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Editorial: Powerful Comcast gives something back

It’s the least Comcast could do.

First Published Aug 22 2014 04:12 pm • Last Updated Aug 22 2014 04:12 pm

It is called Comcast Internet Essentials because it is. The Internet, that is. Not Comcast.

The cable and online giant, though, is inching closer every day to becoming synonymous with the Internet itself.

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Company officials try to reassure the public and relevant public officials by noting that, even if its proposed merger with another cable and Internet giant, Time Warner Cable, is approved, the resulting firm will still serve less than 30 percent of the nation’s cable customers.

That certainly is a coverage footprint that leaves Comcast far short of the national monopoly status that government should always be wary of. Except, of course, for the fact that, in both Comcast and Time Warner markets, the two companies are, and the merged corporation would continue to be, by far the biggest dogs in cable and Internet services.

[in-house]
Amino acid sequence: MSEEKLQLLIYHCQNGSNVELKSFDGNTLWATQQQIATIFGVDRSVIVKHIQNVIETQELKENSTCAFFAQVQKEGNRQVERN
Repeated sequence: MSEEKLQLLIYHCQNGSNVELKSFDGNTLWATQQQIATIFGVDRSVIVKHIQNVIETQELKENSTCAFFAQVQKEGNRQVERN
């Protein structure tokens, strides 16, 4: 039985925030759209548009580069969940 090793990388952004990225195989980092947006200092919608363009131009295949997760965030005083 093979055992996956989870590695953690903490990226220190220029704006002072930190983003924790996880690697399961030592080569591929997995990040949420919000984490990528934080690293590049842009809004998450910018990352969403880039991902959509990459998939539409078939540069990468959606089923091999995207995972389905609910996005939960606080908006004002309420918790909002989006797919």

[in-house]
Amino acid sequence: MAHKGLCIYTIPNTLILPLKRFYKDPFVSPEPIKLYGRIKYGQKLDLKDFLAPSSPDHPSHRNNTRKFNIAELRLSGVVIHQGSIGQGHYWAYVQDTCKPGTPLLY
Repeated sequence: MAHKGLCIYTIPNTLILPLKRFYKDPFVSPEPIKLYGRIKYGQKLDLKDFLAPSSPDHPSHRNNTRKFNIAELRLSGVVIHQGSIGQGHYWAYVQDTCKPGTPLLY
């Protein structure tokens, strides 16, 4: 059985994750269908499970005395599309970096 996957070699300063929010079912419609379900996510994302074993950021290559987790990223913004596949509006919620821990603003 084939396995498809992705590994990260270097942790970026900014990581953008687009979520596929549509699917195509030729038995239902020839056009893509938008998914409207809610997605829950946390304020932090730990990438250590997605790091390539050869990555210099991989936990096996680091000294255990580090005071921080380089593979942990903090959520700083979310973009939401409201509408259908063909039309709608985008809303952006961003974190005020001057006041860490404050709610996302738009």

Thirty percent of a national market is enough power to have a lot of influence with television programmers — including NBC, which Comcast bought in 2011 — and Internet-based services, all of which live and die by the access they have to millions of American homes.

One very positive sign of Comcast’s existing sense of noblesse oblige, its wealth and its need to score brownie points with regulators and the general public is its Internet Essentials offering.

As outlined by corporate top cats in a visit to Salt Lake City’s Glendale Community Center Tuesday, it is a way for low-income families with children in school to afford both a modern computer (sold for $150) and relatively fast Internet service ($9.95 a month).

The program has grown rapidly since first being offered in 2011, as a partial payback to the FCC for allowing the NBC deal, and now serves more than 350,000 families across the nation and more than 6,000 in Utah.

That’s all good. Internet access has long since ceased to be a bauble for showing off tech savvy or playing games. Teachers have come to expect students and their families to have online access, not just for homework but for updating grades and otherwise keeping parents in the loop. No school should be tempted to throttle back on using the power of the Internet out of concern that some, or many, students will be left behind. Comcast’s offering helps avoid that dilemma.

It also increases the company’s power and reach, even as publicly owned alternatives such as Utah’s UTOPIA project struggle for survival. Being resigned to that fact recalls the sage advice from Mark Twain: "Put all your eggs in one basket. And watch that basket!"

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